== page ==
Search results for 'Kyle Arnold' (try it on Scholar)

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  1.  1
    Henry Alexander, Peter Arnold, Muriel Bebeau, Brenda Jo Bredemeier, Eamonn Callan, Jerrold Coombs, Janet Edwards, Marilyn Johnson, Judy Kyle & Charles Levine (1996). JME Referees in 1995. Journal of Moral Education 25 (2):241.
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  2.  6
    Kyle Arnold (2002). Anti-Epiphany and the Jungian Manikin: Toward a Theory of Prepsychotic Perceptual Alterations. Journal of Phenomenological Psychology 33 (2):245-275.
    This paper articulates a psychodynamically informed phenomenological reading of prepsychotic perceptual alterations, which the author calls anti-epiphanies. Several of Carl Jung's experiences of the anti-epiphany, as described in his autobiography Memories, Dreams, Reflections , are taken as exemplar cases. These anti-epiphanies are viewed through a critical psychobiographical lens, in an interpretationwhich tacks back and forth between Jung's childhood, psychological theories, and later prepsychotic experience. It is claimed that Jung's anti-epiphanies are linked to his use of schizoid-narcissistic forms of transitional selfobjects, (...)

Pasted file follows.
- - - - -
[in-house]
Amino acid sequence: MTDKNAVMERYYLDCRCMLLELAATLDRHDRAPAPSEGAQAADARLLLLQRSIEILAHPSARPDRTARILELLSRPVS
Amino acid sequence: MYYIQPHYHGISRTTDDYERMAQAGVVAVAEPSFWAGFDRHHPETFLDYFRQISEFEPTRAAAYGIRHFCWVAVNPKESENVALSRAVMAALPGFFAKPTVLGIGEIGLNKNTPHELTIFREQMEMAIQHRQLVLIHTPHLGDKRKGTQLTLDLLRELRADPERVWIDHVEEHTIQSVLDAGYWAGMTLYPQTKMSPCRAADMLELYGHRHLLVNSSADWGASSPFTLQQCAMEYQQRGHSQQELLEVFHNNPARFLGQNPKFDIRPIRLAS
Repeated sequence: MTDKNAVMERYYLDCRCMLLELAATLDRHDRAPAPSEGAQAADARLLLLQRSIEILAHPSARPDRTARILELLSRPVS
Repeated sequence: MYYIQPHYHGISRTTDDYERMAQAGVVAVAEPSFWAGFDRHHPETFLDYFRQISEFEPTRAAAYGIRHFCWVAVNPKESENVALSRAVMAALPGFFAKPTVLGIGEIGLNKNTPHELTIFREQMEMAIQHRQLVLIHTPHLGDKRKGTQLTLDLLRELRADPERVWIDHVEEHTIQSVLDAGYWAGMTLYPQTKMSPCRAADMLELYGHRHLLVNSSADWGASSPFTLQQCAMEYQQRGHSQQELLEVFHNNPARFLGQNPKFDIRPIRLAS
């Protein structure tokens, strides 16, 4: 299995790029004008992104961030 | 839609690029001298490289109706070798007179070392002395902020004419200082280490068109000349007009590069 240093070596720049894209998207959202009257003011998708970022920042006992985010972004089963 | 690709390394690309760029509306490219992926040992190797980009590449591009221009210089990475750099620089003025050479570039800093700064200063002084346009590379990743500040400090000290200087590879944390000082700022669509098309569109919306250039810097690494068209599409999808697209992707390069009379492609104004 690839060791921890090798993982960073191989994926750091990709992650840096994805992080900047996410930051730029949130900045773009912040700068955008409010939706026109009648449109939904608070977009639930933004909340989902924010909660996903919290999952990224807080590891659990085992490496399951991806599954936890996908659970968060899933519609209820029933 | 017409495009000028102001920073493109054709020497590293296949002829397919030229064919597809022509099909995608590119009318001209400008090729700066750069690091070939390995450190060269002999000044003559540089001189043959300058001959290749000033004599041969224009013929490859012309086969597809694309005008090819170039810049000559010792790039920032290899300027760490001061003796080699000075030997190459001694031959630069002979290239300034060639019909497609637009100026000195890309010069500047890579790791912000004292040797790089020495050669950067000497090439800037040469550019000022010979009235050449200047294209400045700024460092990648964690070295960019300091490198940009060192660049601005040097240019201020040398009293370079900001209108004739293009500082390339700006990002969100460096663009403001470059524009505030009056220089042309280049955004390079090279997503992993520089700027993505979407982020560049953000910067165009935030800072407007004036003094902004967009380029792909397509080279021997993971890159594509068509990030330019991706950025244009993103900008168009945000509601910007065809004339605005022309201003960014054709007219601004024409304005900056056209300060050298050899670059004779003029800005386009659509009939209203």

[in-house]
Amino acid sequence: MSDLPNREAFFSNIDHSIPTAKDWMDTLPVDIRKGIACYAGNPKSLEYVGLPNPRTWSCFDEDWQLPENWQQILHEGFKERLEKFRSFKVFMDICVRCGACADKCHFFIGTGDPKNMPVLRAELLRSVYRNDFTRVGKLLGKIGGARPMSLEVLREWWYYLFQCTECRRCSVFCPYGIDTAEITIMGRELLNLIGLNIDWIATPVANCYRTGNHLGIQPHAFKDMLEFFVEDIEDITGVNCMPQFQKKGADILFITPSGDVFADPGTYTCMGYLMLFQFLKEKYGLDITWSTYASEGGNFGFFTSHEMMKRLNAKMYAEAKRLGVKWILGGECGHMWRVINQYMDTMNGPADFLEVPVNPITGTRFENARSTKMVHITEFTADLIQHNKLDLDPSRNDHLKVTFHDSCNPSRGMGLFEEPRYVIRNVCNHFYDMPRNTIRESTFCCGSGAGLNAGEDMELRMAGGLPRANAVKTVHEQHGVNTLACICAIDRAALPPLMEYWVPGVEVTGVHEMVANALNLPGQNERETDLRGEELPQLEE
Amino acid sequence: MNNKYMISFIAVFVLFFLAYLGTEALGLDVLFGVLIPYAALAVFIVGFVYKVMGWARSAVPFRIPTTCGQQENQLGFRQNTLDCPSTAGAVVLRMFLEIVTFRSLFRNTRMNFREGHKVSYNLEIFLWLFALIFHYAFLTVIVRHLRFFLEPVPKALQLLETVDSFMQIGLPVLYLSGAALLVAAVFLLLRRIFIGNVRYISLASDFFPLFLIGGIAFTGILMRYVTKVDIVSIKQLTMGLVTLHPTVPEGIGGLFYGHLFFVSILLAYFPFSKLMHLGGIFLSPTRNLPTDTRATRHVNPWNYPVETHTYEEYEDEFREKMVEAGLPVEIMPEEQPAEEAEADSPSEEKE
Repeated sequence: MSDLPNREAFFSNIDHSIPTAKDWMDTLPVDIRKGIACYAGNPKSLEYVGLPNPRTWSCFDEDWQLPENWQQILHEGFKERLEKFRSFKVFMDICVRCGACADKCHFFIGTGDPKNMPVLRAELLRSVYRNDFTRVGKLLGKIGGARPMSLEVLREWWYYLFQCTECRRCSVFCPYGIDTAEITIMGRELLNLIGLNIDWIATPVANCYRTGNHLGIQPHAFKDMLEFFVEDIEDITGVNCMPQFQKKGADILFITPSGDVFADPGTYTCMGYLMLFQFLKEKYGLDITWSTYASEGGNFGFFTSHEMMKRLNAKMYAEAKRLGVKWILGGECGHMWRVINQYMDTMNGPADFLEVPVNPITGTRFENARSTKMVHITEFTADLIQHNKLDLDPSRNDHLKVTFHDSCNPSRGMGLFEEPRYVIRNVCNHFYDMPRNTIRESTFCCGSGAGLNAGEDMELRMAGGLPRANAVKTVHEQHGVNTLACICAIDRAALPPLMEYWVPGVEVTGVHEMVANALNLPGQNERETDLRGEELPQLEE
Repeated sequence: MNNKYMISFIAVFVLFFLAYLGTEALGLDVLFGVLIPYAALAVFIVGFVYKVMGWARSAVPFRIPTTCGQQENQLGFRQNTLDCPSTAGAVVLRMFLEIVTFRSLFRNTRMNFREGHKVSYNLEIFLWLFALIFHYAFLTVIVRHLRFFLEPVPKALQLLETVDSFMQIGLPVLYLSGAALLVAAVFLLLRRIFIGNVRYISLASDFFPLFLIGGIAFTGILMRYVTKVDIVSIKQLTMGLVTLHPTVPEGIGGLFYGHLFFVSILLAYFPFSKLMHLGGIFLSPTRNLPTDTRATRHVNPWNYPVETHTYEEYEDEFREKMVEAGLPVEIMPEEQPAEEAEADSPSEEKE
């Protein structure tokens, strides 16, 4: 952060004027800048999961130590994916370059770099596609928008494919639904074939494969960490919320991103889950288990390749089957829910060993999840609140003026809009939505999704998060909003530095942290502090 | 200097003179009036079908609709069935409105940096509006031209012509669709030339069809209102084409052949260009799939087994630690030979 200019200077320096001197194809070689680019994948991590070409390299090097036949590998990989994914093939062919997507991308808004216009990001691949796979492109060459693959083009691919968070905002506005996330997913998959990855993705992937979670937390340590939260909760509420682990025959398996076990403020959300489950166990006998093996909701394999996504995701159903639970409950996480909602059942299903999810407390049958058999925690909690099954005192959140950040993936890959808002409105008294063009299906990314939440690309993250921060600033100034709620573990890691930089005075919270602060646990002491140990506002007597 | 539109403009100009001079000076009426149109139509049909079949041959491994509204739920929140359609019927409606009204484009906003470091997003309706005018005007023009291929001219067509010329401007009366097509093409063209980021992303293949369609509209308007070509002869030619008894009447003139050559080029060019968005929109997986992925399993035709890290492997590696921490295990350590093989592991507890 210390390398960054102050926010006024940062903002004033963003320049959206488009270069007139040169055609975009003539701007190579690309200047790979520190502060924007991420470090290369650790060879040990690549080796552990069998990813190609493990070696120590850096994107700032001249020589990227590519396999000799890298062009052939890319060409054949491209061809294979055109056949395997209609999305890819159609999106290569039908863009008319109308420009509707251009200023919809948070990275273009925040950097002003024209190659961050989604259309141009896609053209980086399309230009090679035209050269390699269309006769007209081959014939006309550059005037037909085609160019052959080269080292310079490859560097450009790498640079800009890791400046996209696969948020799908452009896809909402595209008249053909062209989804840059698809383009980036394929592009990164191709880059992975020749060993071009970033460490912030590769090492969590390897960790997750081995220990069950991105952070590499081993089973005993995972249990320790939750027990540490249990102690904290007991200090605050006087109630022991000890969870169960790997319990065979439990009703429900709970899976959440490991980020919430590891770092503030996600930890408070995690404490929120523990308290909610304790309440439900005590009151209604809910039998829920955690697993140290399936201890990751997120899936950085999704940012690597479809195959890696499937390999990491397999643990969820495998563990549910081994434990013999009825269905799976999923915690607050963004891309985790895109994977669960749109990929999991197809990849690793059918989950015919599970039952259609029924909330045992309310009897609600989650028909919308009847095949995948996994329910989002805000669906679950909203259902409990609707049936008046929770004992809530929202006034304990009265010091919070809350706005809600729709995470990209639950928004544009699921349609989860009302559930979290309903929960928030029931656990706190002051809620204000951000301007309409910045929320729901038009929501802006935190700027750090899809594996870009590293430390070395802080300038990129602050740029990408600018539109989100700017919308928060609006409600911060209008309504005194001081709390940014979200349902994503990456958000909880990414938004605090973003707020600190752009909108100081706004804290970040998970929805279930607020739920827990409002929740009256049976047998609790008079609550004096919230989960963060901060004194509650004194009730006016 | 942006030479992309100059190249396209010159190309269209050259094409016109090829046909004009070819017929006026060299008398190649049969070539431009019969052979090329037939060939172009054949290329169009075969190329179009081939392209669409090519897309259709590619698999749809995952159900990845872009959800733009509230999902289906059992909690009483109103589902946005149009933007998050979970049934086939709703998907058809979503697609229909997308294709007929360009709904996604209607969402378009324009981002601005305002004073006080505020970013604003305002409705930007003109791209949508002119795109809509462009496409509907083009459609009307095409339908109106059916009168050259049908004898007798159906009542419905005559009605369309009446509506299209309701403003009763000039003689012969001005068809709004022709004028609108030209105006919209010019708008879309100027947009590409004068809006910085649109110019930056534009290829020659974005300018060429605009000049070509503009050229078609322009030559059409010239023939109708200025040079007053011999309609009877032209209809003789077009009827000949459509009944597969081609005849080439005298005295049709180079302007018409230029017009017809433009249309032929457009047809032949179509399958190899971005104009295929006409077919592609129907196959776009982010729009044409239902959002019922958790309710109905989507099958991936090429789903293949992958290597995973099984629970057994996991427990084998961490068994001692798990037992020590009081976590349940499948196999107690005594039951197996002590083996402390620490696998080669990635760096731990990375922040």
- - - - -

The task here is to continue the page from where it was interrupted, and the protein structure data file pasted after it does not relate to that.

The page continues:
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  3.  1
    Matthew Arnold & James Gribble (1967). Matthew Arnold. Collier-Macmillan Macmillan.
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  4. Matthew Arnold (1969). Matthew Arnold and the Education of the New Order: A Selection of Arnold's Writings on Education. London, Cambridge U.P..
     
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  5. Matthew Arnold, Peter Smith & Geoffrey Summerfield (1969). Matthew Arnold and the Education of the New Order a Selection of Arnold's Writings on Education; [Edited] with an Introduction and Notes by Peter Smith and Geoffrey Summerfield. Cambridge University Press.
     
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  6. Matthew Arnold (1973). Matthew Arnold on Education. Harmondsworth,Penguin Education.
     
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  7. Dan Arnold (2014). Brains, Buddhas, and Believing: The Problem of Intentionality in Classical Buddhist and Cognitive-Scientific Philosophy of Mind. Cup.
    Premodern Buddhists are sometimes characterized as veritable "mind scientists" whose insights anticipate modern research on the brain and mind. Aiming to complicate this story, Dan Arnold confronts a significant obstacle to popular attempts at harmonizing classical Buddhist and modern scientific thought: since most Indian Buddhists held that the mental continuum is uninterrupted by death, they would have no truck with the idea that everything about the mental can be explained in terms of brain events. Nevertheless, a predominant stream of (...)